Eye Floaters

On occasion, we may see something fly across our vision, a flash of light, or something that suddenly appears almost overnight causing anxiety or distress. All of these could indicate an eye condition and are reasons for you to get a yearly checkup.

Most of these conditions are usually harmless but on rare occasions can signify an underlying condition. It is important to be seen by a medical professional as soon as possible if you are experiencing any of these symptoms.

What are Eye Floaters?

Most eye floaters are caused by age-related changes that occur as the jelly-like substance (vitreous) inside your eyes liquefies and contracts. Scattered clumps of collagen fibers form within the vitreous and can cast tiny shadows on your retina. The shadows you see are called floaters.

What Causes Eye Floaters?

As you age, the vitreous gel loses so much of its strength and structure, that it will separate from the retina, a thin tissue lining the back wall of the eye.  When the gel detaches from the retina, people often see one or more new floaters in their vision.  The process of the gel pulling away from the back wall of the eye is called a posterior vitreous detachment and is something that will happen to everyone at some point in his or her life, most commonly after age 50-60.  This process is an age-related change, but in some cases, the retina may actually tear as the gel pulls away.  A retinal tear needs to be detected and treated very quickly since it can lead to a retinal detachment, which may cause vision loss or even blindness. Other causes may include:

  • Inflammation in the back of the eye
  • Bleeding in the eye
  • Prior eye surgery
  • Eye Medications
  • Eye Tumors
  • Diabetic Retinopathy
  • Crystal-like deposits form within the vitreous

What is the Treatment for Eye Floaters?

Using laser treatments to vaporize large symptomatic vitreous floaters and/or break them into small, less visually disabling fragments dates back to the 1980s. What was once considered an experimental alternative to surgical treatment has become mainstream with the advent of highly sophisticated laser technology in recent decades.

In today’s YAG laser vitreolysis, Dr. Hayek can precisely visualize floaters in relation to your retina and natural lens (or intraocular lens implant if you have had cataract surgery). This enables precise targeting of the laser beam to break up or vaporize floaters impairing your visual function.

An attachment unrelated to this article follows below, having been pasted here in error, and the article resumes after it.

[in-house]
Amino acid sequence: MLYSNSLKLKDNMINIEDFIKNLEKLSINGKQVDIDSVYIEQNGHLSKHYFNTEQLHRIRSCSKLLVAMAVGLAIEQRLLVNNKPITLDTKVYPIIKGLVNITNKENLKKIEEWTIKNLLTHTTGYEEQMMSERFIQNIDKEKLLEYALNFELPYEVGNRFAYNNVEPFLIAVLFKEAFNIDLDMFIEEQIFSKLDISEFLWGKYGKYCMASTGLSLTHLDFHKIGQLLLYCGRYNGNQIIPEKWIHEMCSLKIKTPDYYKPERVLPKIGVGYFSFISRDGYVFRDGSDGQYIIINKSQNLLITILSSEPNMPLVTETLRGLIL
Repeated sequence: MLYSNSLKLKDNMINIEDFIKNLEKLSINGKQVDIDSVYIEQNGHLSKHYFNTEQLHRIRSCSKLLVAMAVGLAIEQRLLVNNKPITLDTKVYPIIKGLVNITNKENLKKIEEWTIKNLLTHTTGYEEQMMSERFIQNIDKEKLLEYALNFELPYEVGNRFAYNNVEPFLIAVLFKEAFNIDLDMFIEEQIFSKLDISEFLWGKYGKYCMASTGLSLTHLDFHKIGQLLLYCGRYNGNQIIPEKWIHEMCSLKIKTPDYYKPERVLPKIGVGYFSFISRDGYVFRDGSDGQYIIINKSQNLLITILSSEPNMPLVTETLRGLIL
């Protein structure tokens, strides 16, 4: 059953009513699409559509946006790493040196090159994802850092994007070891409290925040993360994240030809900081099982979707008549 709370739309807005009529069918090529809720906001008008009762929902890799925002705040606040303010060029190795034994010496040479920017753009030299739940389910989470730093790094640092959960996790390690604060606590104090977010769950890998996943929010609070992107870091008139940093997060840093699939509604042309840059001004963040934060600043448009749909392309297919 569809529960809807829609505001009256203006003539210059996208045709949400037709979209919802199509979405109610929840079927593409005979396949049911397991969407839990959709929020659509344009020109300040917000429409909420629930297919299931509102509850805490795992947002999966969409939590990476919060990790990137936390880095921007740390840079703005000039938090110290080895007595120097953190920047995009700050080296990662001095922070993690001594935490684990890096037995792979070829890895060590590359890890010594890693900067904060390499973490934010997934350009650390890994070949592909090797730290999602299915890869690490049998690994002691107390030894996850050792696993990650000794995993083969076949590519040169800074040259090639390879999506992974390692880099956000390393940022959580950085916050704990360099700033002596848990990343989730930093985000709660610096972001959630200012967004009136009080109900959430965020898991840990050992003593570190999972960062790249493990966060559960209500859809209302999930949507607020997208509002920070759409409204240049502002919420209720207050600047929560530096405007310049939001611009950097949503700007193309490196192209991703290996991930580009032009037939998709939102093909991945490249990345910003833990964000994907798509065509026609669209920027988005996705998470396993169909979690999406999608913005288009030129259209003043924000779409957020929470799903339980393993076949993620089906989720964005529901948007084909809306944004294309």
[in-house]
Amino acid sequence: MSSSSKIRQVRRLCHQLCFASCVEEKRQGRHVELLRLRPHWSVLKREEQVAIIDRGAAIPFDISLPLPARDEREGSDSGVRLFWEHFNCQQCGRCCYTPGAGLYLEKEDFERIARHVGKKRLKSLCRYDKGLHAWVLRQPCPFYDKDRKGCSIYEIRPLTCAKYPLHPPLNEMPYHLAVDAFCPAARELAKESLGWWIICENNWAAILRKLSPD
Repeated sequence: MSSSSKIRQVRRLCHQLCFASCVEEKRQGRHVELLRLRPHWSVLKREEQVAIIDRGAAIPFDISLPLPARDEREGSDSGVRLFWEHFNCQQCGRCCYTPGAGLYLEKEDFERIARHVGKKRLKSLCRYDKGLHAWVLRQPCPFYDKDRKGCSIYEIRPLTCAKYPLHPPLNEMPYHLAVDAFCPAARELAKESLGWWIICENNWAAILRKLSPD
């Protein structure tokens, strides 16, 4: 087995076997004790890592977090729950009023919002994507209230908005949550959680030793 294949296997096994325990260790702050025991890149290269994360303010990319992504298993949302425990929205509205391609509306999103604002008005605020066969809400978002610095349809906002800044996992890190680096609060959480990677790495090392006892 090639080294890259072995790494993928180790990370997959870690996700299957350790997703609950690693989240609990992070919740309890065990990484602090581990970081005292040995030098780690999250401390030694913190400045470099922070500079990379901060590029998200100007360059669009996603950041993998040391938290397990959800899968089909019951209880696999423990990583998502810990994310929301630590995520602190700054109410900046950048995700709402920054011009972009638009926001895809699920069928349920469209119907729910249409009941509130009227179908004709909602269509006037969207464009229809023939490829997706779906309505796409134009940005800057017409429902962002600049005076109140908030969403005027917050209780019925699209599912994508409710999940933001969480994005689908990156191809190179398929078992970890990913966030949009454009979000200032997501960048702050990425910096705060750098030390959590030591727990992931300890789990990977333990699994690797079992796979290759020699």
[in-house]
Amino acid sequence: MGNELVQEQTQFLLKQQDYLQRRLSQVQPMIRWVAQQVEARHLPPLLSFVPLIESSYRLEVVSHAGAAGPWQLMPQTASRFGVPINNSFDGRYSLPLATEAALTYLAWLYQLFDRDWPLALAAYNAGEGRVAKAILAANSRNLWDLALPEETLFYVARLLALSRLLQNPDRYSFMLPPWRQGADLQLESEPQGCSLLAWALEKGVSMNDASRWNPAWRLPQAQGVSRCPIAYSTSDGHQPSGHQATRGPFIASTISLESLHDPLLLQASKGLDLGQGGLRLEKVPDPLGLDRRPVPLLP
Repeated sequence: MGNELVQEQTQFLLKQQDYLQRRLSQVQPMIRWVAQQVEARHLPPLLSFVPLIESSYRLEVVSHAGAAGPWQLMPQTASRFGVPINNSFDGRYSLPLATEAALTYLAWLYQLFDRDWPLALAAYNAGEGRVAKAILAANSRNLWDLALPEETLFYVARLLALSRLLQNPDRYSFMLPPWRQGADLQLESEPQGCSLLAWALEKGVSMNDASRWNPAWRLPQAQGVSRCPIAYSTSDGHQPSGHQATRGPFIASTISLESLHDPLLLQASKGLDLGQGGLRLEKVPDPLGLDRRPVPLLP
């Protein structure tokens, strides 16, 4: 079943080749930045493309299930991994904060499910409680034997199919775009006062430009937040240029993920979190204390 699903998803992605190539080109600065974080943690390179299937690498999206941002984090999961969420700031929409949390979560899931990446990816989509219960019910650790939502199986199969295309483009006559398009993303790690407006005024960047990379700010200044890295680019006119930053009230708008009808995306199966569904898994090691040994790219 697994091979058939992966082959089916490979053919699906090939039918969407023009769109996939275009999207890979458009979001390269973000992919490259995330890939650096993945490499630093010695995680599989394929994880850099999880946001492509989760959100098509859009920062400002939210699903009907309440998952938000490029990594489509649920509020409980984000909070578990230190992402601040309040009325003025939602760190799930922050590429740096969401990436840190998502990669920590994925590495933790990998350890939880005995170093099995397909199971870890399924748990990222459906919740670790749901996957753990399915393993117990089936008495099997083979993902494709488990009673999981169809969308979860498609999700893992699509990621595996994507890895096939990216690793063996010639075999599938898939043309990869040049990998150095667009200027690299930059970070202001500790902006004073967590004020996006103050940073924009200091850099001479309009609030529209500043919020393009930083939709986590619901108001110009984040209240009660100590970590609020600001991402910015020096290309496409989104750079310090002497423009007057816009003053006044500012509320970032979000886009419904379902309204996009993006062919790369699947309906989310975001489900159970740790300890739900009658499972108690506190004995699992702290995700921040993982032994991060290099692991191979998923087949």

Who is a Candidate for YAG Vitreolysis?

Our surgeons will perform a slit-lamp examination to directly visualize the structures in your eye. We may perform a special ultrasound study in order to assess the density of your vitreous fluid, which is a contributing factor to the formation of floaters.

A good candidate for YAG Vitreolysis will:

  • Describe troublesome floater symptoms that have persisted for at least 2 to 3 months
  • Complain of floaters affecting their ability to perform specific tasks such as reading, watching TV, or driving
  • Report that these functional visual problems have taken a serious toll on their quality of life
  • Not have serious eye conditions such as cataracts, retinal tears or detachments, or clouding of the cornea or lens that would impair visualization of the vitreous

What Happens During a YAG Vitreolysis?

YAG vitreolysis is performed in our office and, typically, you are able to go home following the procedure.

  • Numbing eye drops and, if necessary, local anesthesia is used to keep you comfortable during the procedure.
  • A special device is placed on your eye to keep it open and your doctor works using magnification lenses to visualize and target the floaters in your eye.
  • The YAG laser then precisely targets each floater that can be safely dissolved. If a floater is in a spot that’s too close to an important structure (like your retina or lens) or if the floater is particularly large or irregularly shaped, you might require more than one treatment session to effectively treat it.

You will follow up at our office a month after your procedure for a pressure check.

If you are experiencing any symptoms or have noticed any changes in your vision, it may be time to set up an appointment with one of our ophthalmologists to discuss possible treatment options and get on the path to good eye health.